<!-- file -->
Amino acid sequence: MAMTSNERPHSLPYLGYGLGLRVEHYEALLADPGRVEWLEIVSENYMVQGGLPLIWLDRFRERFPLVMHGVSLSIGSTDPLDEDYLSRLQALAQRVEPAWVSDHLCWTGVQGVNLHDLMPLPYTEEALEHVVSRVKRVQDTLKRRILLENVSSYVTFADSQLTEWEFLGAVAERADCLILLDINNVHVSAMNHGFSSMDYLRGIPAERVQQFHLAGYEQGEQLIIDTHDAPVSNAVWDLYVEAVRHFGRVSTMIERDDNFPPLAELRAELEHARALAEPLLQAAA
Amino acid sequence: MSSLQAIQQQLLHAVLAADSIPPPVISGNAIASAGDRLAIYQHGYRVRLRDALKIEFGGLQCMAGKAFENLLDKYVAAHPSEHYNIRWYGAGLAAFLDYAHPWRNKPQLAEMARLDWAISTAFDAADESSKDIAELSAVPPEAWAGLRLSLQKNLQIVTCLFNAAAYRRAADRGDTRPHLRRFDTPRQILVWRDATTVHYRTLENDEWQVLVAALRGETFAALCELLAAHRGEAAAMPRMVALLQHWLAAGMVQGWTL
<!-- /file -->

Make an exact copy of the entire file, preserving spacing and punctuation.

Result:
Amino acid sequence: MAMTSNERPHSLPYLGYGLGLRVEHYEALLADPGRVEWLEIVSENYMVQGGLPLIWLDRFRERFPLVMHGVSLSIGSTDPLDEDYLSRLQALAQRVEPAWVSDHLCWTGVQGVNLHDLMPLPYTEEALEHVVSRVKRVQDTLKRRILLENVSSYVTFADSQLTEWEFLGAVAERADCLILLDINNVHVSAMNHGFSSMDYLRGIPAERVQQFHLAGYEQGEQLIIDTHDAPVSNAVWDLYVEAVRHFGRVSTMIERDDNFPPLAELRAELEHARALAEPLLQAAA
Amino acid sequence: MSSLQAIQQQLLHAVLAADSIPPPVISGNAIASAGDRLAIYQHGYRVRLRDALKIEFGGLQCMAGKAFENLLDKYVAAHPSEHYNIRWYGAGLAAFLDYAHPWRNKPQLAEMARLDWAISTAFDAADESSKDIAELSAVPPEAWAGLRLSLQKNLQIVTCLFNAAAYRRAADRGDTRPHLRRFDTPRQILVWRDATTVHYRTLENDEWQVLVAALRGETFAALCELLAAHRGEAAAMPRMVALLQHWLAAGMVQGWTL